Recently, I was thinking about an experience Sarah and I had this past summer. "Why?" you ask I write about this now, you will see and understand as you read below.
One calm and sunny summer afternoon Sarah was invited to join a friend's party. At the conclusion of the party she was offered to take home a few colorful balloons. I really only wanted her to take one as she didn't need three. But, it was a battle not worth fighting as it seemed innocent enough.
Nothing about these balloons seemed special in any way at the time.
I would be reminded later on, and over and over, the significance and importance of one of these particular balloons.
I then tied the balloons to the stroller and together Sarah and I walked hand-in-hand home.
As the weather was still very warm and the sun not yet set we agreed to make a pit stop by the local playground to meet up with other friends and play some more.
So, imagine this, playground, kids and balloons. It's no surprise that as soon as we arrived we were surrounded by a number of kids interested in the balloons. I was able to stave off a few kids at the beginning eyeing the balloons wishing to play with them. Shortly thereafter the children made their way back to the slides and playground toys. Even Sarah was in her own world enjoying her freedom roaming and playing and being with friends. She didn't seem to care about the balloons at all.
Or, at least so I thought.
It was only then, while Sarah was playing, that a little boy, a year younger than she, who I knew, and whose mom I was friendly with, approached me. He was crying. He really wanted a balloon. Thinking that there were still two remaining balloons, colors of which I do not remember, it seemed harmless and generous to share just one balloon.
Sarah wouldn't miss this balloon, green in color.
She likely wouldn't remember that there was even a third balloon, let alone it being green.
And, we all know that this is where I made my mistake. I should have asked Sarah if I could share her balloon with our friend instead of giving it away or at least let her be part of the process in sharing it. It's likely she would have said no and would have made a scene. I mean, come on. Do I really need to do this every time? The balloons weren't even really hers in the first place.
Boy was I wrong.
At the moment I started to pull off the balloon from the stroller, the green one, and share it with the little boy, Sarah turned her head, saw me hand him the balloon, watched him hold it and saw him let it fly into the sky.
She then let lose.
Sarah produced a sound louder than any I had heard in a while. She wailed. She screamed. She howled. She cried for that green balloon.
It took quite a while to console her. I was filled with guilt. I was frustrated because she had two remaining balloons. I was annoyed because this was becoming an embarrassing situation. I was a lot of things in that moment. I was also very sorry for taking something that was hers and giving it to someone else without her permission.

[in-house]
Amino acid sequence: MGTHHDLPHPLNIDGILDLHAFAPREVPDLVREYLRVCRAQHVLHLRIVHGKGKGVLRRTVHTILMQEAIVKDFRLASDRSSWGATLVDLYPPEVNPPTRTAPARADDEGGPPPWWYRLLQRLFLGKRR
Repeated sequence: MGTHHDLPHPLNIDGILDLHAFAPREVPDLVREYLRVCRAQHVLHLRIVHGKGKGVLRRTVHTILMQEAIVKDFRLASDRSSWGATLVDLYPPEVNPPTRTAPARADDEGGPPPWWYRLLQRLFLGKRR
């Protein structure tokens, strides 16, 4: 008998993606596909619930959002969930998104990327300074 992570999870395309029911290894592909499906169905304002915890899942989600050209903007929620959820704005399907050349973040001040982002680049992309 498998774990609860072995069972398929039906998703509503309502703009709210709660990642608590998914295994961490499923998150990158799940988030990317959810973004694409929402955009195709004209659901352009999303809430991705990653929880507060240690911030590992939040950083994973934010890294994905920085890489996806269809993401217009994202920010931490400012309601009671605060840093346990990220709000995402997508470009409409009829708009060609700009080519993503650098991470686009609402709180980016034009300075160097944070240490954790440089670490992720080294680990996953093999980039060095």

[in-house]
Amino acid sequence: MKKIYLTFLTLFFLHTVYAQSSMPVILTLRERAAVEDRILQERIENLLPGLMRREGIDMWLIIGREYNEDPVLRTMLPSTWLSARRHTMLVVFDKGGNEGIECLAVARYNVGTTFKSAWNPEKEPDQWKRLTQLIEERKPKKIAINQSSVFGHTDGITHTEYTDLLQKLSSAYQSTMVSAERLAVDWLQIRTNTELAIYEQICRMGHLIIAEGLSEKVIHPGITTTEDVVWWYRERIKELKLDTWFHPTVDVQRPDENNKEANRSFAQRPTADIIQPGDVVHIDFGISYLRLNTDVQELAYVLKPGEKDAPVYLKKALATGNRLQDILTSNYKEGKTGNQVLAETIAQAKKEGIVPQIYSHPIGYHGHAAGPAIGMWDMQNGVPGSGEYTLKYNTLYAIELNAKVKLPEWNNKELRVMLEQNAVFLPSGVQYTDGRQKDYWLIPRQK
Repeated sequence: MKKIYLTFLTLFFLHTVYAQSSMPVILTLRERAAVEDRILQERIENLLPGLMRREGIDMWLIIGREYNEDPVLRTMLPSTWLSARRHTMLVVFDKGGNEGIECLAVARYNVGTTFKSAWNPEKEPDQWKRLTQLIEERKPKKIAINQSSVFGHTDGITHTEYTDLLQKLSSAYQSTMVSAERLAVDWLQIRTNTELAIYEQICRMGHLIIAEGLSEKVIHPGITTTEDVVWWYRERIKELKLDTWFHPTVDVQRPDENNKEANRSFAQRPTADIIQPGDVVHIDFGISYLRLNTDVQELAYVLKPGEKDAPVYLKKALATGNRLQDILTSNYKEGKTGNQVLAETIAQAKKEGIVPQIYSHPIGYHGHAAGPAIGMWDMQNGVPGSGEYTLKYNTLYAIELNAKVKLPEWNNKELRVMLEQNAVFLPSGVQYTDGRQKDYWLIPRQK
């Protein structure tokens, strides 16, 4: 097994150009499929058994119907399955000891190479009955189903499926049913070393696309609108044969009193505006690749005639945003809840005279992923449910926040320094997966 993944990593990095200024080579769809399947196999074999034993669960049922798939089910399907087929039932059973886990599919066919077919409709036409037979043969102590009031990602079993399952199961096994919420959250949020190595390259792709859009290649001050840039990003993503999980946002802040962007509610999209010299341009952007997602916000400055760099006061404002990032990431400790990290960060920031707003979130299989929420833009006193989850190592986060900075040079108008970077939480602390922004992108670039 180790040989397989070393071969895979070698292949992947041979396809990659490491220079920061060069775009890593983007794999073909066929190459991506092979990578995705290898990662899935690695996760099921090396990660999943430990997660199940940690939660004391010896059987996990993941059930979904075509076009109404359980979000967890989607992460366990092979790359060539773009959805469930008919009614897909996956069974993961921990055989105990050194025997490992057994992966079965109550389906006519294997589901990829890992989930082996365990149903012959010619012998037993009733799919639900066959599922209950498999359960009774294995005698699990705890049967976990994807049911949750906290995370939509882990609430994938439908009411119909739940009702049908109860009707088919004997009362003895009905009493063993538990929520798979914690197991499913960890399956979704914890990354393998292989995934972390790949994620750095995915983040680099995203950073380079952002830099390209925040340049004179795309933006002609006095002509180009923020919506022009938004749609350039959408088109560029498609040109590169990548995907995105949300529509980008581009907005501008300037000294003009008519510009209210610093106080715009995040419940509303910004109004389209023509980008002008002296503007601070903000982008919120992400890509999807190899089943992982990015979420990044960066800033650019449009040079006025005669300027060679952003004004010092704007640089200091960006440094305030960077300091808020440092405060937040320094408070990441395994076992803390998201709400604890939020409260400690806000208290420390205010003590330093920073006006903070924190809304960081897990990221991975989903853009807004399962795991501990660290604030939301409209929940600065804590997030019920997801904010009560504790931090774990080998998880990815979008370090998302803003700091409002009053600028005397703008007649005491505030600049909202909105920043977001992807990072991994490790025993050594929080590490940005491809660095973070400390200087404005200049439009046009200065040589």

I tried my hardest to explain that we were sharing. She wouldn't hear of it. It was kind of hard to have a conversation like this with her when she was emotional and upset. What could I have expected? She was only two and a half.
I then tried to explain to Sarah that the green balloon was now in the sky with her grandpas and grandmas. She still wouldn't hear of it. Mind you, I have never had a conversation with Sarah about death or heaven or anything of the sort. She likely thought I was making something up to make her feel better. She was mad. She was upset. She was not listening. Nothing I could say could comfort her at this moment.
We headed home right away.
I tried much in that time to explain to her that she had grandparents who were no longer with us, up in the sky, and some of which she had been named after.
Every day for quite some time after that incident when Sarah and I would walk through that playground she looked up and would say "green balloon."
One day, out of the blue, Sarah stopped me in my tracks with something she said. Not sure if Sarah saw another green balloon, was triggered by something she experienced at that moment, or was indeed listening that day the green balloon flew away into the sky above that she remembered what I said. She told me that the green balloon was in the sky with her grandparents, who she then named specifically.
Both my husband and I lost our fathers years ago, well before Sarah was born. And, Daniel lost his mom suddenly as well. Trying to explain to a little kid about past relatives, people she was named after, loved ones no longer living I suspected would be too tough a concept for a kid her age to grasp.
I am not even so sure if Sarah really understands that some of her loved ones are gone as she never met them.
However, it was because of this green balloon, which meant nothing at the time, now means such a great deal to me, and to her.
It's when Sarah acknowledges the green balloon that I smile and think back on fond memories of my dad and other loved ones in the sky.
It's ironic how something so simple has been brought to life in more ways than one. And, that is why the green balloon needed to be shared and lifted into the sky. It is now where it belongs, in our hearts forever.